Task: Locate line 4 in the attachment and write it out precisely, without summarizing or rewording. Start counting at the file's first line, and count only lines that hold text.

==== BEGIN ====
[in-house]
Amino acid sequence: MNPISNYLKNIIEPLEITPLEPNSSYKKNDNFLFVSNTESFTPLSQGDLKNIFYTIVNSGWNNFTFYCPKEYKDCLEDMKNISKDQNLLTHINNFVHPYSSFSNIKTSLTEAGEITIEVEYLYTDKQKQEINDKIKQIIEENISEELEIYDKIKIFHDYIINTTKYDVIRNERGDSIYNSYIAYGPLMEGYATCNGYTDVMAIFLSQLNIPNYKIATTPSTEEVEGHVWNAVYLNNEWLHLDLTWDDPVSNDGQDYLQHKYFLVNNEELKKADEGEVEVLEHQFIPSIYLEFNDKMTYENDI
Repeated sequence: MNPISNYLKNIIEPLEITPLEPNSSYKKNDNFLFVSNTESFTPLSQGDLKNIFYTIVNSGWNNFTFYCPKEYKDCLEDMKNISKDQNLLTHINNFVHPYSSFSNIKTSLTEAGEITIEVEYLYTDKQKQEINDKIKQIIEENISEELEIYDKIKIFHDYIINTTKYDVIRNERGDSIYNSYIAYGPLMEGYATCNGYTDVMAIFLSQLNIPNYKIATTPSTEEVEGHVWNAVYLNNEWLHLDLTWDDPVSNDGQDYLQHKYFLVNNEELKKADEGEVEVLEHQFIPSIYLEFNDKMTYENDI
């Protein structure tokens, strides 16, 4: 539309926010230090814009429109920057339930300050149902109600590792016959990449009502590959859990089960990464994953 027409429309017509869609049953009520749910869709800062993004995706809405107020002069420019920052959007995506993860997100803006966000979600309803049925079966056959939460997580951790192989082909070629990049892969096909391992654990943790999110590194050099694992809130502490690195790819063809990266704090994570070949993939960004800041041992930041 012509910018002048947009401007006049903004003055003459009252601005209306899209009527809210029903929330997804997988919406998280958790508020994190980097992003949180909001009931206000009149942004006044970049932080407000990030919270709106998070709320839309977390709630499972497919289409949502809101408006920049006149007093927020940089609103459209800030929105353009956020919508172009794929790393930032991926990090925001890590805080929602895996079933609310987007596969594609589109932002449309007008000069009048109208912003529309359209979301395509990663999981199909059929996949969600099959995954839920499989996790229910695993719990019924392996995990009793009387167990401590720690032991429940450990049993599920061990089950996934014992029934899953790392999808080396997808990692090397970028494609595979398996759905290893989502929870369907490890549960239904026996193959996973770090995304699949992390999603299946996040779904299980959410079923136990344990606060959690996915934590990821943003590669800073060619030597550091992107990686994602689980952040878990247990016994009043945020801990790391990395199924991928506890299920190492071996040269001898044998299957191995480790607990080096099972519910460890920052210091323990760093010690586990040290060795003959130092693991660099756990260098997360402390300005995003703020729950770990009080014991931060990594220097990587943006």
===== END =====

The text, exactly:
């Protein structure tokens, strides 16, 4: 539309926010230090814009429109920057339930300050149902109600590792016959990449009502590959859990089960990464994953 027409429309017509869609049953009520749910869709800062993004995706809405107020002069420019920052959007995506993860997100803006966000979600309803049925079966056959939460997580951790192989082909070629990049892969096909391992654990943790999110590194050099694992809130502490690195790819063809990266704090994570070949993939960004800041041992930041 012509910018002048947009401007006049903004003055003459009252601005209306899209009527809210029903929330997804997988919406998280958790508020994190980097992003949180909001009931206000009149942004006044970049932080407000990030919270709106998070709320839309977390709630499972497919289409949502809101408006920049006149007093927020940089609103459209800030929105353009956020919508172009794929790393930032991926990090925001890590805080929602895996079933609310987007596969594609589109932002449309007008000069009048109208912003529309359209979301395509990663999981199909059929996949969600099959995954839920499989996790229910695993719990019924392996995990009793009387167990401590720690032991429940450990049993599920061990089950996934014992029934899953790392999808080396997808990692090397970028494609595979398996759905290893989502929870369907490890549960239904026996193959996973770090995304699949992390999603299946996040779904299980959410079923136990344990606060959690996915934590990821943003590669800073060619030597550091992107990686994602689980952040878990247990016994009043945020801990790391990395199924991928506890299920190492071996040269001898044998299957191995480790607990080096099972519910460890920052210091323990760093010690586990040290060795003959130092693991660099756990260098997360402390300005995003703020729950770990009080014991931060990594220097990587943006």